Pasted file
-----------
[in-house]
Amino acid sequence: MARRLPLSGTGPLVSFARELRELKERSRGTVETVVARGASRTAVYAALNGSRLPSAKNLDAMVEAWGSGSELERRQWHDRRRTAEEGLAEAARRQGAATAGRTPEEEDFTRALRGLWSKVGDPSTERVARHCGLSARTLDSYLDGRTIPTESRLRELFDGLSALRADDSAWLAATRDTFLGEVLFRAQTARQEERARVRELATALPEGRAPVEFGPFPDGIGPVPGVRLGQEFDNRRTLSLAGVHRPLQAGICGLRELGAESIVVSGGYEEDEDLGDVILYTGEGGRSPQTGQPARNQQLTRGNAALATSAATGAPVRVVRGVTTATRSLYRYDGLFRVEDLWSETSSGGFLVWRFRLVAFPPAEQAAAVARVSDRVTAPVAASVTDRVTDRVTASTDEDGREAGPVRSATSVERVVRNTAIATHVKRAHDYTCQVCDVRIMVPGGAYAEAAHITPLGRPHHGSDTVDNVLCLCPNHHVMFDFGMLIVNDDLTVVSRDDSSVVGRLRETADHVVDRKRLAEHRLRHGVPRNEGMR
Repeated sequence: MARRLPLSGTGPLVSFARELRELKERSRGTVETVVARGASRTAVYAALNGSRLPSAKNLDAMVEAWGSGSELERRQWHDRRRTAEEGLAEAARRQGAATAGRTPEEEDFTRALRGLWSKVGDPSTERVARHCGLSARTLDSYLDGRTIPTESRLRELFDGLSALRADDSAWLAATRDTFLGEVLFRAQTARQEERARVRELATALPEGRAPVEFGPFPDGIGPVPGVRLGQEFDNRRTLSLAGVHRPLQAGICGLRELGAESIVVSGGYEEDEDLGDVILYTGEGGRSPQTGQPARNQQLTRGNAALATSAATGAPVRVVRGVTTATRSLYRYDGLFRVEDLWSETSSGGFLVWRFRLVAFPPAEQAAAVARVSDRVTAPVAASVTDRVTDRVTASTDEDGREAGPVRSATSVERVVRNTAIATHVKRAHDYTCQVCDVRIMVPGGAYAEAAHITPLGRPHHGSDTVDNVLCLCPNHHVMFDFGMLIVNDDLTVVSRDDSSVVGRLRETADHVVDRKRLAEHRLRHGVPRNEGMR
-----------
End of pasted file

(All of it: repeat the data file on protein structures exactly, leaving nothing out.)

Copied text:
[in-house]
Amino acid sequence: MARRLPLSGTGPLVSFARELRELKERSRGTVETVVARGASRTAVYAALNGSRLPSAKNLDAMVEAWGSGSELERRQWHDRRRTAEEGLAEAARRQGAATAGRTPEEEDFTRALRGLWSKVGDPSTERVARHCGLSARTLDSYLDGRTIPTESRLRELFDGLSALRADDSAWLAATRDTFLGEVLFRAQTARQEERARVRELATALPEGRAPVEFGPFPDGIGPVPGVRLGQEFDNRRTLSLAGVHRPLQAGICGLRELGAESIVVSGGYEEDEDLGDVILYTGEGGRSPQTGQPARNQQLTRGNAALATSAATGAPVRVVRGVTTATRSLYRYDGLFRVEDLWSETSSGGFLVWRFRLVAFPPAEQAAAVARVSDRVTAPVAASVTDRVTDRVTASTDEDGREAGPVRSATSVERVVRNTAIATHVKRAHDYTCQVCDVRIMVPGGAYAEAAHITPLGRPHHGSDTVDNVLCLCPNHHVMFDFGMLIVNDDLTVVSRDDSSVVGRLRETADHVVDRKRLAEHRLRHGVPRNEGMR
Repeated sequence: MARRLPLSGTGPLVSFARELRELKERSRGTVETVVARGASRTAVYAALNGSRLPSAKNLDAMVEAWGSGSELERRQWHDRRRTAEEGLAEAARRQGAATAGRTPEEEDFTRALRGLWSKVGDPSTERVARHCGLSARTLDSYLDGRTIPTESRLRELFDGLSALRADDSAWLAATRDTFLGEVLFRAQTARQEERARVRELATALPEGRAPVEFGPFPDGIGPVPGVRLGQEFDNRRTLSLAGVHRPLQAGICGLRELGAESIVVSGGYEEDEDLGDVILYTGEGGRSPQTGQPARNQQLTRGNAALATSAATGAPVRVVRGVTTATRSLYRYDGLFRVEDLWSETSSGGFLVWRFRLVAFPPAEQAAAVARVSDRVTAPVAASVTDRVTDRVTASTDEDGREAGPVRSATSVERVVRNTAIATHVKRAHDYTCQVCDVRIMVPGGAYAEAAHITPLGRPHHGSDTVDNVLCLCPNHHVMFDFGMLIVNDDLTVVSRDDSSVVGRLRETADHVVDRKRLAEHRLRHGVPRNEGMR